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Prime Minister Justin Trudeau.

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The Trudeau government says gender equality will be a top priority as a reachable goal at the G7 leaders’ summit in Quebec this week, despite concerns Canada’s agenda could be overshadowed by tensions between U.S. President Donald Trump and other leaders over trade and tariffs.

Senior Canadian government officials, speaking on condition of anonymity, said Group of Seven leaders will specifically discuss a new commitment to girls’ education when they meet in Charlevoix, Que., on Friday and Saturday. Women’s rights advocates are urging G7 countries to invest US$1.3-billion to close the education gap between boys and girls around the world.

Regardless of disagreements between G7 countries on trade issues, Canadian officials said all of the G7 governments have expressed support for Canada’s overarching theme of gender equality and women’s empowerment. Leaders of the G7 countries – Canada, the United States, France, Britain, Germany, Italy and Japan – will attend a breakfast meeting with the G7 gender equality advisory council, created by Prime Minister Justin Trudeau as a part of Canada’s G7 presidency, on Saturday morning in Charlevoix.

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The advisory council, a group of high-profile feminist leaders, recently submitted a report to the G7 calling on member states to promote the rights of women and girls by taking concrete action to ensure pay equity, the expansion of access to reproductive health services and improved access to education for girls.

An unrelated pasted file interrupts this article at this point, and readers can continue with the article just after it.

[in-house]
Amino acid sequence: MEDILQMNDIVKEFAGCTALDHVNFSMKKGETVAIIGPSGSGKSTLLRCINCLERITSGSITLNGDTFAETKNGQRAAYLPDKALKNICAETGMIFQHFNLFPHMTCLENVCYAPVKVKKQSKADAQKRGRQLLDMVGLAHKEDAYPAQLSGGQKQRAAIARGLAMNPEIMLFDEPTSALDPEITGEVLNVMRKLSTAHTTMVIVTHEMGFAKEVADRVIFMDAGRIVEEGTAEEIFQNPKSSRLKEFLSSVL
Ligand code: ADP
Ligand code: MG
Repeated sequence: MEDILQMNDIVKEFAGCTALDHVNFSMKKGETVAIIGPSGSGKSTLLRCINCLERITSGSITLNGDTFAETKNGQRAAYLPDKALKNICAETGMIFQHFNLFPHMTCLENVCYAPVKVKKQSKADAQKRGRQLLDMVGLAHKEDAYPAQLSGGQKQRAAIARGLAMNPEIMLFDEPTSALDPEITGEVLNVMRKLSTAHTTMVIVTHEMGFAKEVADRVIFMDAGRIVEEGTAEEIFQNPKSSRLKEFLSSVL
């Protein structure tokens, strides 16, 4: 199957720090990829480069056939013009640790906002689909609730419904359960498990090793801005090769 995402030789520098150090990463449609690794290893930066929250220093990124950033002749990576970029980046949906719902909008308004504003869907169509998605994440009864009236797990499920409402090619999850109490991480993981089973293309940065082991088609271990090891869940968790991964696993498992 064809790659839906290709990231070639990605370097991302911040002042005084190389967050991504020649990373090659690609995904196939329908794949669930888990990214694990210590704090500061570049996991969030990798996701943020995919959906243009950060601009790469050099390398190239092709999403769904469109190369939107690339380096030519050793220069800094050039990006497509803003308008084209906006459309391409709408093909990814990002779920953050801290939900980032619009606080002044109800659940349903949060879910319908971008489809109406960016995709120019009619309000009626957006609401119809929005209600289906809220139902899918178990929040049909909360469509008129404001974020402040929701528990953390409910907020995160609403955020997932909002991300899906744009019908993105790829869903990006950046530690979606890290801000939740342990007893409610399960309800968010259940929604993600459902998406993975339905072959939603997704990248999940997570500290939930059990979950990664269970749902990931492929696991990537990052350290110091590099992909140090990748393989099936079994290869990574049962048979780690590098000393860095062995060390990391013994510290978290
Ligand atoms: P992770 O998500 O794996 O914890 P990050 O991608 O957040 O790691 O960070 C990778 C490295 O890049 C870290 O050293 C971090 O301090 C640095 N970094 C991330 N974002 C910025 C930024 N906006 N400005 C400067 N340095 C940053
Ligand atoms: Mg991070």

The Malala Fund, founded by gender advisory council member and Nobel Peace Prize winner Malala Yousafzai, is asking leaders to commit at least US$1.3-billion in education-focused development aid over three years.

“This is the most sound investment that can be made for people right across the board,” Malala Fund chief executive Farah Mohamed said in an interview.

“Investing in girls and women is the single best solution for every single one of those G7 leaders.”

Canadian development organizations say Canada can show leadership by contributing C$500-million toward the global ask of US$1.3-billion.

“This is an opportunity for Canada because if we want to turn feminist talk into feminist walk, now is the time,” UNICEF Canada president David Morley said.

Asked about the distraction Mr. Trump may pose at the G7 summit, World Vision Canada president Michael Messenger said it would be unfortunate if “discussion gridlock led to the poorest and most vulnerable once again being left behind.”

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John Kirton, a University of Toronto expert on the G7, said the focus on girls’ education is a strategic one, as the Americans may “reach for their red pens” on other aspects of the gender-equality discussion, such as abortion. Mr. Trump reinstated a prohibition in January, 2017, on U.S. funding to international organizations that fail to disavow abortion.

Canada will also prioritize climate change and the protection of oceans at the Charlevoix meeting. Environment Minister Catherine McKenna said the Liberal government is playing a leadership role internationally to reduce plastics waste in the oceans and will push for concerted action at the G7 leaders’ summit.

“We are filling our oceans with plastic – it’s disgusting,” Ms. McKenna said on Tuesday. At the current rate of dumping, there will be more tonnage of plastics in the oceans than fish within 25 years, she said.

More than 40 environmental groups are urging the G7 to sign an anti-plastics charter, which would set international targets to cut down on the use of plastics. They are also calling on the Trudeau government to set an example at home by releasing a national plastics plan.

Ms. McKenna said the federal government has to work with provincial and territorial government, as well as industry, to forge a national plan for reducing waste. Only 11 per cent of plastics tossed out in Canada is currently recycled, she said.

With a report from Shawn McCarthy